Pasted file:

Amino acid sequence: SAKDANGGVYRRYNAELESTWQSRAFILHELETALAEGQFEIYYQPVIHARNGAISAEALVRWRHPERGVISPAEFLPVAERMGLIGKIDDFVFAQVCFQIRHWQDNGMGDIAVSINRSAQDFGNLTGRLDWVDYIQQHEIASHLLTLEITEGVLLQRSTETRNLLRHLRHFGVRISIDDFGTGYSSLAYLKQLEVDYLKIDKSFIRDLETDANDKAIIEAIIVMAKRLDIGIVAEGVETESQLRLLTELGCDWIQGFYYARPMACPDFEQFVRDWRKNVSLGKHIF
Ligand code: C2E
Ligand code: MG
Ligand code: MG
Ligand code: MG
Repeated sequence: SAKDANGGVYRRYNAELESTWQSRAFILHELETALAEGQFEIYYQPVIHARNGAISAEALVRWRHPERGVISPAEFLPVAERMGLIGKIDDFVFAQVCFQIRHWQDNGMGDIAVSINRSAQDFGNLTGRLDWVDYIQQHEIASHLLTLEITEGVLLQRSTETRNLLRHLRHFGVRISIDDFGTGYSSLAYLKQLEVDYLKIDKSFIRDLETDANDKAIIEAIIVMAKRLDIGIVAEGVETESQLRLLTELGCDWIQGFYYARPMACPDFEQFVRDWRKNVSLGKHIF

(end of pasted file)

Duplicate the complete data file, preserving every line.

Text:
Amino acid sequence: SAKDANGGVYRRYNAELESTWQSRAFILHELETALAEGQFEIYYQPVIHARNGAISAEALVRWRHPERGVISPAEFLPVAERMGLIGKIDDFVFAQVCFQIRHWQDNGMGDIAVSINRSAQDFGNLTGRLDWVDYIQQHEIASHLLTLEITEGVLLQRSTETRNLLRHLRHFGVRISIDDFGTGYSSLAYLKQLEVDYLKIDKSFIRDLETDANDKAIIEAIIVMAKRLDIGIVAEGVETESQLRLLTELGCDWIQGFYYARPMACPDFEQFVRDWRKNVSLGKHIF
Ligand code: C2E
Ligand code: MG
Ligand code: MG
Ligand code: MG
Repeated sequence: SAKDANGGVYRRYNAELESTWQSRAFILHELETALAEGQFEIYYQPVIHARNGAISAEALVRWRHPERGVISPAEFLPVAERMGLIGKIDDFVFAQVCFQIRHWQDNGMGDIAVSINRSAQDFGNLTGRLDWVDYIQQHEIASHLLTLEITEGVLLQRSTETRNLLRHLRHFGVRISIDDFGTGYSSLAYLKQLEVDYLKIDKSFIRDLETDANDKAIIEAIIVMAKRLDIGIVAEGVETESQLRLLTELGCDWIQGFYYARPMACPDFEQFVRDWRKNVSLGKHIF